“When I was a young boy in Guatemala, I played the drum and marched in the parade for our local fairs. I played the drum back then, because they were the least expensive (instrument) to own. Children with more money, from wealthier families could afford the fancy instruments,” said Andrés. “In America, I have been able to learn to play the guitar.”
Andrés comes from a big family back in Guatemala, he has so many cousins in Guatemala that there are simply “too many to remember.” His family immigrated to Nebraska, because they felt it to be a “peaceful and safe” environment; Andrés moved here to join them.
Andrés completed local school up to the sixth grade back in Guatemala and is able to read, write, and do math in Spanish. He can also speak a local dialect called “Kanjobal” that does not have a written component to it. When he first came to the Literacy Council four years ago, he said that he knew no English at all and now he is able to write in full sentences with minimal to no spelling errors, converse almost to the level of a native English speaker, and is able to follow directions given to him in English at JBS without confusion.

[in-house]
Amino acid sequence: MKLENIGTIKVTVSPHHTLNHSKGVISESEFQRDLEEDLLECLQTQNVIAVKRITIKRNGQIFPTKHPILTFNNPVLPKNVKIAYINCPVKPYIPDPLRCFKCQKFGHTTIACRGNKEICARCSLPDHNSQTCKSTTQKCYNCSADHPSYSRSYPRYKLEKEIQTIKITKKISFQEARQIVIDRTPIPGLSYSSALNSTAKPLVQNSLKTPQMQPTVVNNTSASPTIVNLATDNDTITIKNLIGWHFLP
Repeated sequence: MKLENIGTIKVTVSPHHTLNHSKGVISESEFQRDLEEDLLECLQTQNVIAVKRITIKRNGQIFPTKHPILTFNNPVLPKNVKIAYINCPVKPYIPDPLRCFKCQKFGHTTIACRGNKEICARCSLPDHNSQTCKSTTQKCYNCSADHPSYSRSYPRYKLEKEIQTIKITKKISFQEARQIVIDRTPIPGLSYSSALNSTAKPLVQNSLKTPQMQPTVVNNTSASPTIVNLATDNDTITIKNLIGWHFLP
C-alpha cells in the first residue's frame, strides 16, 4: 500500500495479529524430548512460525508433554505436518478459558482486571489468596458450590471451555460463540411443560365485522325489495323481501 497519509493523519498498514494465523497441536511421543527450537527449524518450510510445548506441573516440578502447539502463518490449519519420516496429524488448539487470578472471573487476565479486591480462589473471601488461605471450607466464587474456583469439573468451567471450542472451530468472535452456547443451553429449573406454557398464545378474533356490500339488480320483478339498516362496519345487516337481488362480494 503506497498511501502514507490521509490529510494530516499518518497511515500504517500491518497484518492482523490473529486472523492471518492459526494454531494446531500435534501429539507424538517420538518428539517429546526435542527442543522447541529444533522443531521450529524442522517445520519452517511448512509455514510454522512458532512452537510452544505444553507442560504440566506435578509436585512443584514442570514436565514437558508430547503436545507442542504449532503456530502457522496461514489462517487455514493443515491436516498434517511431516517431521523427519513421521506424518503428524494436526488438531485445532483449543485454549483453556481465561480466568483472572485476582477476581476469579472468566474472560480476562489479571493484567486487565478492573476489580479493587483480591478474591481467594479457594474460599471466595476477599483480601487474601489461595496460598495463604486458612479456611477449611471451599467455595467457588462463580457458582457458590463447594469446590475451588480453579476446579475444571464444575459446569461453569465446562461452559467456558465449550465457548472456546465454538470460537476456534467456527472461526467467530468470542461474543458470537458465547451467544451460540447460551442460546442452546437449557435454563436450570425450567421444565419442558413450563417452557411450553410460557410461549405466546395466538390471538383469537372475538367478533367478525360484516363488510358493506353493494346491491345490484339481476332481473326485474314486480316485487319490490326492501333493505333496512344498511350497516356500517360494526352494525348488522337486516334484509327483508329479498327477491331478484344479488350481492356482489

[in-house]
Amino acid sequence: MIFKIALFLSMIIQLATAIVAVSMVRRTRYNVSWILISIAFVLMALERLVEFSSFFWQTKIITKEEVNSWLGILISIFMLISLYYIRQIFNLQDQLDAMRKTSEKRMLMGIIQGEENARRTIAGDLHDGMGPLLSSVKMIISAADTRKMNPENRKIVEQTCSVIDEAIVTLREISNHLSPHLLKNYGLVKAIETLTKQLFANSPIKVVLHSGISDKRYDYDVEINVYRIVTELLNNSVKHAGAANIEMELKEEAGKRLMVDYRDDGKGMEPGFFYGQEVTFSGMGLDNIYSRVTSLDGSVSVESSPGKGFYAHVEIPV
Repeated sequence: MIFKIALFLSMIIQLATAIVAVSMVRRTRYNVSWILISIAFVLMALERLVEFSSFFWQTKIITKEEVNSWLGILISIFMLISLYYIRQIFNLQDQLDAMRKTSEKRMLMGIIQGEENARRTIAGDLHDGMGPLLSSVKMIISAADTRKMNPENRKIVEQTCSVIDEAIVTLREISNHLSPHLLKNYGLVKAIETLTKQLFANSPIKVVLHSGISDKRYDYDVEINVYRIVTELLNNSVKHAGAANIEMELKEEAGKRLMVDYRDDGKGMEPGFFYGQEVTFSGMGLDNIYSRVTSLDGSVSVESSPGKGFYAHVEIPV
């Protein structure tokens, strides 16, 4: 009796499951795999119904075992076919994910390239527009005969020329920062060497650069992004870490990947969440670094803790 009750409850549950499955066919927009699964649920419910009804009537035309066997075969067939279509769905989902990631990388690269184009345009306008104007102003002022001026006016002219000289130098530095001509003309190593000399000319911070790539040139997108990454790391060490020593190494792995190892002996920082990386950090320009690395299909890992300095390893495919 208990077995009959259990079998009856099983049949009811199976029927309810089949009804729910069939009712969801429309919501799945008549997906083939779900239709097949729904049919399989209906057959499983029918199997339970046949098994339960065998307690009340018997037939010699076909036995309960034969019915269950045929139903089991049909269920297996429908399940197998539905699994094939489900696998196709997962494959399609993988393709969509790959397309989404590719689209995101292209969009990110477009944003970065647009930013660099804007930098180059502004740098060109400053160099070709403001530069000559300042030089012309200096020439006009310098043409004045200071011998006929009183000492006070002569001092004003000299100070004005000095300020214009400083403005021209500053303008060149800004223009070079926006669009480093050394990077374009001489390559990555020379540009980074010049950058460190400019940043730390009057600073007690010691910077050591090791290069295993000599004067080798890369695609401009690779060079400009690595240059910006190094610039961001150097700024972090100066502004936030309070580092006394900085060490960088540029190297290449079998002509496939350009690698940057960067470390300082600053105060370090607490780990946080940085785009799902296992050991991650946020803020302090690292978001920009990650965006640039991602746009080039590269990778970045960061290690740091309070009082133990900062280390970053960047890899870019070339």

Since coming to America, Andrés, his brother, and his three sisters have formed a band. One of his goals is to learn how to play the guitar better and to sing in English as well as Spanish.
Currently, Andrés has only been able to find employment with the JBS Meat Packing Plant in Grand Island, but what he really wants is to one day be employed as a shop mechanic. He wants to work with his hands like he always has (he used to work on his family’s farm in Guatemala), but toiling on cars instead of toiling the earth.
“I’m very content with my life in Grand Island, but I hope to one day get my GED and special training to be a mechanic,” said Andrés. “For now, though, the Literacy Council is giving me the help I need.”